As another year enters its final stages, I decided I would log the primary tools I use for my developer role, should be an interesting experiment to compare with each year, if I don't get distracted by something shiny.
I actually wrote this post in October last year (2012 that is) but in the end forgot to post it. That sounds marginally better than "I lost the post until search was added to cyotek.com's admin system"! Surprisingly little is different in the 15 months since it was first written. Either nothing has changed or I'm stuck in my ways with my head in the sand. I'm sure it's the latter!
- Windows Home Server 2011 - file server, SVN repository, backup host. It's a shame it has been discontinued
- Windows 8.1 Professional - development machine. Interesting, I was still using Windows 7 when I first wrote this post... thought I'd been using WIndows 8 for longer than that.
- Windows XP (virtualized) - testing
- Windows Vista (virtualized) - testing
- Windows 3.1 (virtualized) - no reason other than because I can?
- Visual Studio 2013 Premium - an improvement upon 2010 in so many ways, and the second change in this update post as I was using 2012 last year
BugAidOzCocde (the old name was better!) - this is one of the tools you wonder why isn't in Visual Studio by default
- .NET Demon - yet another wonderful tool that helps speed up your development, this time by not slowing you down waiting for compiles. I was just recently reminded of this when I was working on a machine without the Demon and I was shocked at how long I was waiting around for solution builds to complete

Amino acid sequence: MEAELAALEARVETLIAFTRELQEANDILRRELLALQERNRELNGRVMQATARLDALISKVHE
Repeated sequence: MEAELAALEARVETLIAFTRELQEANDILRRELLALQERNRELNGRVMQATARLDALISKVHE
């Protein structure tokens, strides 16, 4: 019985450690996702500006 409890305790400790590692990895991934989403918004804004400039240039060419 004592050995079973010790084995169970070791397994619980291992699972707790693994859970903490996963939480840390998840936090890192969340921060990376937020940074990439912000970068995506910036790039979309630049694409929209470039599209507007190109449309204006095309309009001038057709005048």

- NCrunch for Visual Studio - (version 2!) automated parallel continuous testing tool. Works with NUnit, MSTest and a variety of other test systems. Great for TDD and picking up how a simple change you made to one part of your project completely destroys another part. We've all been there!
- .NET Reflector - controversy over free vs paid aside, this is still worth the modest cost for digging behind the scenes when you want to know how the BCL works.
- Cyotek Add Projects - a simple extension I recently created that I use pretty much any time I create a new solution to add references to my standard source code libraries. Saves me time and key presses, which is good enough for me!
- Resharper - originally as a replacement for Regionerate, this swiftly became a firm favourite every time it told me I was doing something stupid.
- Other extensions are VSCommands 2013, Web Essentials 2013 and Indent Guides
- Innovasys Lumitix - we've been using this for over 18 months now in an effort to gain some understanding in how our products are used by end users. I keep meaning to write a blog post on this, maybe I'll get around to that in 2014!
- ANTS Performance Profiler - the best profiler I've ever used. The bottlenecks and performance issues this has helped resolve with utter ease is insane. It. Just. Works.
- Innovasys Document! X - Currently we use this to produce the user manuals for our applications.